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Prof Paul Newton, Head of the Medicine Quality Group at the Infectious Diseases Data Observatory (IDDO), explains the need for new strategies for tackling poor quality medical products.

The proliferation of poor quality medical products (medicines, vaccines and devices) is an important but neglected public health problem, threatening millions of people all over the world, both in developing and wealthy countries. A recent report from the World Health Organization found that an estimated 1 in 10 medicines in low- and middle-income countries were falsified or substandard. Falsified diazepam found across Scotland has been reported as being “cheaper than chips”.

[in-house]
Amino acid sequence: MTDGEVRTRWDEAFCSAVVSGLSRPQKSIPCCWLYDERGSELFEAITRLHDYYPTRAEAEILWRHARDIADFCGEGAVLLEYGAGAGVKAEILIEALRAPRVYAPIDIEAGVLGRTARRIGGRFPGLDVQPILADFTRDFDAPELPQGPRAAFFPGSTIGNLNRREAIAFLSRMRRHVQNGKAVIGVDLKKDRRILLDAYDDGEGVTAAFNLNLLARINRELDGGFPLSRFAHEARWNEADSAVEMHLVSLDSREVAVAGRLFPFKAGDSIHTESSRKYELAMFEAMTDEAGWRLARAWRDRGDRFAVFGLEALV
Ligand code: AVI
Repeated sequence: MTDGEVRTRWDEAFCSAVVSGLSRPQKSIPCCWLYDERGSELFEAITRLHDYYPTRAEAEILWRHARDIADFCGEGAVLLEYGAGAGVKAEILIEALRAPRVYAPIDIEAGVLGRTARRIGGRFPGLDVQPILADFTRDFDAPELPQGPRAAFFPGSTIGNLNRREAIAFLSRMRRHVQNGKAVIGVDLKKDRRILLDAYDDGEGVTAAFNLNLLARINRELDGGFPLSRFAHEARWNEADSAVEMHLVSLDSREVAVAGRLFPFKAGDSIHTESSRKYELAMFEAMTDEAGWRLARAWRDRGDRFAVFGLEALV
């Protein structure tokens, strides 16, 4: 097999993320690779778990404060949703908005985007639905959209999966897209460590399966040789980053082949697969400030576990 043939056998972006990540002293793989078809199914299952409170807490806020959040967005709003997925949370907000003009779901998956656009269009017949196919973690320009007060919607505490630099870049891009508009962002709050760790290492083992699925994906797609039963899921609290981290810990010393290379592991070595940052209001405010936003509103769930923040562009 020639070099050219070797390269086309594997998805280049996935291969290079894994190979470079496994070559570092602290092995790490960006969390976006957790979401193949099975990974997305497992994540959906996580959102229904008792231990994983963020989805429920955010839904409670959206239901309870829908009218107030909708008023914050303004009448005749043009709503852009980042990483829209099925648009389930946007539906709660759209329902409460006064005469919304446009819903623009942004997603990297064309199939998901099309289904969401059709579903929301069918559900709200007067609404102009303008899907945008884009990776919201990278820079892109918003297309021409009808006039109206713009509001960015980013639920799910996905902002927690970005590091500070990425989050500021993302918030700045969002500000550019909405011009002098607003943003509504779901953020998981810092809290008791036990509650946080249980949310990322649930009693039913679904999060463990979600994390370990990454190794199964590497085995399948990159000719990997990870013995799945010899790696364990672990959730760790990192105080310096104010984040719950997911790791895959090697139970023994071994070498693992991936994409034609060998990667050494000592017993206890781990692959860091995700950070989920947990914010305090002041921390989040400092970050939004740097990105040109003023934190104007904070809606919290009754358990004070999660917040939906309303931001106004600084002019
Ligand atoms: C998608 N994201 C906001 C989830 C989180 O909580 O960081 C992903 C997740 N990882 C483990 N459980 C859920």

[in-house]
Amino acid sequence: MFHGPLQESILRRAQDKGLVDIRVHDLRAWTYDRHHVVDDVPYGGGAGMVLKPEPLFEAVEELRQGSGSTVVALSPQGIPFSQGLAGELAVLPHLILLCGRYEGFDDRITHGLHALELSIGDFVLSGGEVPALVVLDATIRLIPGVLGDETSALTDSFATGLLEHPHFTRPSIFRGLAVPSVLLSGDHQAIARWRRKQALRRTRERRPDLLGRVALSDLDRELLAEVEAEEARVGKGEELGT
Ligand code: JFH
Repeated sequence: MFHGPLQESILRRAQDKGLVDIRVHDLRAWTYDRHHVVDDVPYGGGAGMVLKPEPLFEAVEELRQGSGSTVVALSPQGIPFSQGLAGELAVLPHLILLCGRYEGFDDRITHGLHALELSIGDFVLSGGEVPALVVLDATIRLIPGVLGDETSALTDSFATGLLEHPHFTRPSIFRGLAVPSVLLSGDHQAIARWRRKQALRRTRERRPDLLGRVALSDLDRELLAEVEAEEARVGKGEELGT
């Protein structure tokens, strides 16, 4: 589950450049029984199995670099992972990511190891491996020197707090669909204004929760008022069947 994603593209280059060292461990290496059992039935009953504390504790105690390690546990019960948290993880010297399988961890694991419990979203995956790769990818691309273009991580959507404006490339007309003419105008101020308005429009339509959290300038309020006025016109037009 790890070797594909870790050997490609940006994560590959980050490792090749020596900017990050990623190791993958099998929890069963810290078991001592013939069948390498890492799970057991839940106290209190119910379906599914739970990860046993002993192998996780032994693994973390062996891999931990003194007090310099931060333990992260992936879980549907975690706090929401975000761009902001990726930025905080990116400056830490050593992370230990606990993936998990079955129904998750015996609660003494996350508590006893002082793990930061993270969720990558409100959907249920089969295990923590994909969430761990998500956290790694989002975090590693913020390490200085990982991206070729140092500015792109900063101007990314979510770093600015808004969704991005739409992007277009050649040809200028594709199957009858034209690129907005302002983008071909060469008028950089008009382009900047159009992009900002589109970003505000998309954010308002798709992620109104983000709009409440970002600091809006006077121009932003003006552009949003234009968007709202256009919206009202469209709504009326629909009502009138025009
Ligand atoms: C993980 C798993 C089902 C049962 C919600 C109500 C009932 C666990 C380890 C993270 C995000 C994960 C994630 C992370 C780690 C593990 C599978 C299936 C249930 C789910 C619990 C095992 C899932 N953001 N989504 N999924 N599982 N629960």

Find out more (University of Oxford Science Blog)

 

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